As a business owner, you’ve likely put together a business plan before. However, it’s important to revisit and update your business plan regularly, as it can help guide you through new business initiatives, measure business performance, and can even be a key part of any business financing application. Keep reading to learn how to write a business plan, and why you should revisit it often.

how to write a business plan

7 Key Components of a Business Plan

Here’s a guide to the components that go into writing a winning business plan so you can make your business a success.

1. Executive Summary

The first part of a business plan is an executive summary, which provides a brief snapshot of your entire business plan. Your executive summary should cover the highlights of the other sections of your business plan, which include:

  • Your business description
  • Your design and development plan
  • Your operational and management plan
  • Your competitive analysis
  • Your marketing and sales strategy
  • Your financial projections
  • Your funding needs

An executive summary should briefly cover each of these topics, devoting one or a few sentences to each topic over the course of a page or two. Subsequent sections of your business plan will expand on each of these topics in more detail. While an executive summary is the first part of your business plan, you may find it easier to write it after you have written your other sections, or you can write an initial outline of your executive summary and then flesh it out after you complete your business plan’s individual sections.

2. Business Description

Your business description should sum up who you are, what you do, how you do it, who you do it for, and why customers will pay you to do it. It should include answers to questions such as:

  • What is your company name?
  • What is your business mission?
  • What problem does your company solve?
  • How does your product or service solve this problem?
  • Who needs a solution to your problem?
  • What makes your company’s solution stand out from that offered by competitors?

Answering these questions will help you clarify your company’s identity and position you in the eyes of potential investors and lenders reading your business plan. It will also provide some background for the rest of your business plan.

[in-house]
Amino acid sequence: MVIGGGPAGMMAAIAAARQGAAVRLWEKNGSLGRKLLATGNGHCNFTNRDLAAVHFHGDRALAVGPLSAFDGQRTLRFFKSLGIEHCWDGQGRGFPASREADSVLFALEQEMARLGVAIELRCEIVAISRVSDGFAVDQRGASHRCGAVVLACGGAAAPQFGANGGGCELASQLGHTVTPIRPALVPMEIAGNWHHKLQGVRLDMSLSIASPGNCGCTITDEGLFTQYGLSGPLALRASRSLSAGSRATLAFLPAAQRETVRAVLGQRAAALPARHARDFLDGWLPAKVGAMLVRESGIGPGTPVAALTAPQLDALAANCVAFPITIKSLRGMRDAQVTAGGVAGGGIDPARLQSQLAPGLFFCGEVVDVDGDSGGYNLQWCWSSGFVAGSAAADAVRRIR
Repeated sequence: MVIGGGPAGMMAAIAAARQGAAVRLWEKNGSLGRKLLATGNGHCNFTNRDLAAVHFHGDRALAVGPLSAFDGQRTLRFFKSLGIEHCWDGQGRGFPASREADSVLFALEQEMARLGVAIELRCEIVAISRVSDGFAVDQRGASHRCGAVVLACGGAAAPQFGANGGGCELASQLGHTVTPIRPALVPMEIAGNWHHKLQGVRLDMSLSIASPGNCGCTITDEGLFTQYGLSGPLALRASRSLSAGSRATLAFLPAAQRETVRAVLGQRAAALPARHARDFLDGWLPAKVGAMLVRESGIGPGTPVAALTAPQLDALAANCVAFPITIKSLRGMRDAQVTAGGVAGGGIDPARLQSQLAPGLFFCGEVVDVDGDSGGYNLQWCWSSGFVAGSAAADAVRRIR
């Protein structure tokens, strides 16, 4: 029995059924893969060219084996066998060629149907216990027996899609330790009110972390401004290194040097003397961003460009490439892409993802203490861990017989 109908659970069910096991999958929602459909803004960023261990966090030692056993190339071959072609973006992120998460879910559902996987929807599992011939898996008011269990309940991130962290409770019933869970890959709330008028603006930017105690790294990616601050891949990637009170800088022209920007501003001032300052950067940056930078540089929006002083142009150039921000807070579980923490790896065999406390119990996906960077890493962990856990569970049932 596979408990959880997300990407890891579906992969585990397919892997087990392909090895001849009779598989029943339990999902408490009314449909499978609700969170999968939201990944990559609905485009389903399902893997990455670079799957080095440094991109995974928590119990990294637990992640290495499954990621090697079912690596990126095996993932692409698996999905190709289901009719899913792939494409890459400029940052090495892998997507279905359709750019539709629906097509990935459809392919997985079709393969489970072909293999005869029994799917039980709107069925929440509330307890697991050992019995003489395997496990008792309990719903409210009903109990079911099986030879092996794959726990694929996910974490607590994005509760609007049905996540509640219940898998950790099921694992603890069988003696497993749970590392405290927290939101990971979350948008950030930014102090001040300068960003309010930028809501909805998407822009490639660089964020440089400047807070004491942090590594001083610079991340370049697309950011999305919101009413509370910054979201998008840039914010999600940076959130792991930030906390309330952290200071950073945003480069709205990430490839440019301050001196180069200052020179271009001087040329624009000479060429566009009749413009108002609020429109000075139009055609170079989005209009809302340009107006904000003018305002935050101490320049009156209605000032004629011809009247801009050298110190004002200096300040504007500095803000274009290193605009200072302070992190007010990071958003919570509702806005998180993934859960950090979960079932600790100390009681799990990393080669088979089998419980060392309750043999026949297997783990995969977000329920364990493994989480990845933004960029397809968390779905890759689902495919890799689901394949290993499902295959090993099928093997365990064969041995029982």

3. Design and Development Plan

Your design and development section should describe your product or service. It should answer questions such as:

  • What do you sell?
  • What are the key features of your product or service?
  • What is your product lifecycle?
  • What are the key benefits?
  • What complementary products and services do you sell as upsells or cross-sells?
  • Do your products and services require any research and development?
  • Do you need any intellectual property protection such as patents or copyrights?

This section will help you clarify the key sales appeal of your product and service line, as well as identify any development that needs to be done to bring your product or service to market.

4. Operations and Management Plan

The operations and management section of your plan lays out how your company is organized. It should address:

  • What legal structure does your company use?
  • Who are your company’s key personnel, and what expertise do they have?
  • Will you need to hire any additional personnel with specialized skills, such as sales, design or software development?
  • What is the general workflow of your daily flow of operations?

This section will clarify how you plan to set up and run your company. It will also identify any hiring or outsourcing needs you have, which will be important for estimating your expenses when you do your financial projections.

5. Competitive Analysis

Your competitive analysis section sums up your market research. It should identify who is in your target market and how large your market is. It should also identify your main competitors and how you plan to compete with them to attract your target buyers. This section should answer questions such as: